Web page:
Joel S. Berson Berson at ATT.NET
Sat Nov 5 01:21:39 UTC 2011

In "Nature's Body: Gender in the Making of Modern Science" (1993),
Londa Schiebinger writes (of ancient and/or early modern beliefs):

"Things hot and dry---the sun, for example---were considered
masculine, while things cold and moist---like the moon, or Western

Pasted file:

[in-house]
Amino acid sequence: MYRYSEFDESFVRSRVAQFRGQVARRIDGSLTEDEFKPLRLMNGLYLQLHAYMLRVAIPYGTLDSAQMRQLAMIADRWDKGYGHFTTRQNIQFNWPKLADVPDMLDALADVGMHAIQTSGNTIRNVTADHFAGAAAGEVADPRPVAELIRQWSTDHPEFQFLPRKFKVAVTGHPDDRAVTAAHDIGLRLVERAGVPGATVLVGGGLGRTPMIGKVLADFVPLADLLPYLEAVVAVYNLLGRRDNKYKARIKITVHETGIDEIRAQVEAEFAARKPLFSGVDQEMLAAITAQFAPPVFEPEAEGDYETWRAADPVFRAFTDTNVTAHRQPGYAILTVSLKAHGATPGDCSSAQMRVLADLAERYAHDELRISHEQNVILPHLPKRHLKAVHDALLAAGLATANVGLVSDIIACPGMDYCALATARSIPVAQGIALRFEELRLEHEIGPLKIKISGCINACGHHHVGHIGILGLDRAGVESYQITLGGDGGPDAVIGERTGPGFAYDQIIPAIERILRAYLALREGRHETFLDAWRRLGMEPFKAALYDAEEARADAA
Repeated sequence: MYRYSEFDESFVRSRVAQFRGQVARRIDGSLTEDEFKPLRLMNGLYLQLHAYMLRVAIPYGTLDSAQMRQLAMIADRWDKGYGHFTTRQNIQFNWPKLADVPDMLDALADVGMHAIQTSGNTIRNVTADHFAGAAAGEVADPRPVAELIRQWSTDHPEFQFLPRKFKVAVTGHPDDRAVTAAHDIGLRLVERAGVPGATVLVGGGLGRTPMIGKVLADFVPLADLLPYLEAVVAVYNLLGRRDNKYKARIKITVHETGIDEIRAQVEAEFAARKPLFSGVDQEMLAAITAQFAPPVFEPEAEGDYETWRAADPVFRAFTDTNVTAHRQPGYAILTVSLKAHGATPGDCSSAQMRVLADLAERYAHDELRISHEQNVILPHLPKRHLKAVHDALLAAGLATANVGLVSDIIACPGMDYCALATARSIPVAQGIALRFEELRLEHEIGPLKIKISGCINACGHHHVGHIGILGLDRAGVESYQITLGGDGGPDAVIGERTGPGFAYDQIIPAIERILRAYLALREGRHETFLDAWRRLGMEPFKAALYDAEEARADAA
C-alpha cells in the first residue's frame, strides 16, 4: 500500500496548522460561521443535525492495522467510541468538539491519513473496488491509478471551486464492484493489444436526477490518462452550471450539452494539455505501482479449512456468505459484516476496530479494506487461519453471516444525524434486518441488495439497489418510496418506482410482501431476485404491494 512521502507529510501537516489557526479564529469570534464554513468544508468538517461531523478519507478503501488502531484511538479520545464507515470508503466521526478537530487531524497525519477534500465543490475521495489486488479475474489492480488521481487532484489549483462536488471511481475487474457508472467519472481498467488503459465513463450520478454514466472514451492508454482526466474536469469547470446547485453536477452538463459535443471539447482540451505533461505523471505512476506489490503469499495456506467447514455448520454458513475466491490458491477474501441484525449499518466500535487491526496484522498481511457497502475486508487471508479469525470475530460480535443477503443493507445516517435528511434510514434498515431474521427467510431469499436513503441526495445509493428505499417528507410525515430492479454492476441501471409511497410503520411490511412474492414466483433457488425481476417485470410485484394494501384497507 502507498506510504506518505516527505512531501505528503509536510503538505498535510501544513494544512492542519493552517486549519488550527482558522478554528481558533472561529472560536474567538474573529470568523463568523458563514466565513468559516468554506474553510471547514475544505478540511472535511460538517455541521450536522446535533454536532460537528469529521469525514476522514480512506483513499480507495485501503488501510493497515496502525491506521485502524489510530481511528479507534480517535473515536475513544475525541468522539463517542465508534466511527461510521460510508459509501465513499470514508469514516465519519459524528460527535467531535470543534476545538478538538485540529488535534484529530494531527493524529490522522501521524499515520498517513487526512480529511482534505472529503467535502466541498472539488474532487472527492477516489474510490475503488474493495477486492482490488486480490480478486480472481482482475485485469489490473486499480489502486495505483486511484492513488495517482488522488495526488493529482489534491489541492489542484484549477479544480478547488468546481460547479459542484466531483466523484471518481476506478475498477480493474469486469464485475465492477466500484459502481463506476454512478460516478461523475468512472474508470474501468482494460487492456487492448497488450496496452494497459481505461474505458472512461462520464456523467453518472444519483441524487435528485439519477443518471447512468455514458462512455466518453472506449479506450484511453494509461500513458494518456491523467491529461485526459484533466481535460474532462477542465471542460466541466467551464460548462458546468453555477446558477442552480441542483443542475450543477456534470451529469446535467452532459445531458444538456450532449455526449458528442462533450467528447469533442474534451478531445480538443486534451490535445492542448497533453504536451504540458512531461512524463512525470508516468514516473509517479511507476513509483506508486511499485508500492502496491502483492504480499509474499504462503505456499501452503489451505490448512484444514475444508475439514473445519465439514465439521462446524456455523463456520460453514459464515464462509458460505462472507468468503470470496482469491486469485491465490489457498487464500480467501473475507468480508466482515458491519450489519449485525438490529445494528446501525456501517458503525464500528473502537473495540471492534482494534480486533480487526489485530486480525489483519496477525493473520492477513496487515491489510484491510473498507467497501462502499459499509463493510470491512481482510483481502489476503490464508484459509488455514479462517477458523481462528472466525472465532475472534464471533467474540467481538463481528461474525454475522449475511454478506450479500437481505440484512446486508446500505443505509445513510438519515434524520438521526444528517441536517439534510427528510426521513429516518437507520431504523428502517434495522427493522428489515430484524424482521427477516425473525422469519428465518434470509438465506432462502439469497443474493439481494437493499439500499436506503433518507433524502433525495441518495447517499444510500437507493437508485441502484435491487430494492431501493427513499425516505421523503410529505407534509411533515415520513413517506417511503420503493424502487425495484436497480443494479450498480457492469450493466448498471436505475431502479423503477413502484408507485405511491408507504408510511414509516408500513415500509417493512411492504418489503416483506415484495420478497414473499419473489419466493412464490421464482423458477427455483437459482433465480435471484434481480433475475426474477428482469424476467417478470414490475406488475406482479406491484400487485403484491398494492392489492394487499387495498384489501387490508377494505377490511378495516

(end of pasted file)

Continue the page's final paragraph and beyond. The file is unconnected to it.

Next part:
regions of the earth---were thought of as feminine."  [p. 38]  And:

"At the heart of the humoral tradition lay the teaching that
terrestrial elements stood in a hierarchical relationship to one
another: things hot and dry were superior to things cold and moist."  [p. 186]

Perhaps here lies the explanation of the alleged feminine distaste
for the word "moist" -- associated with "cold" and the inferior.


The American Dialect Society - http://www.americandialect.org

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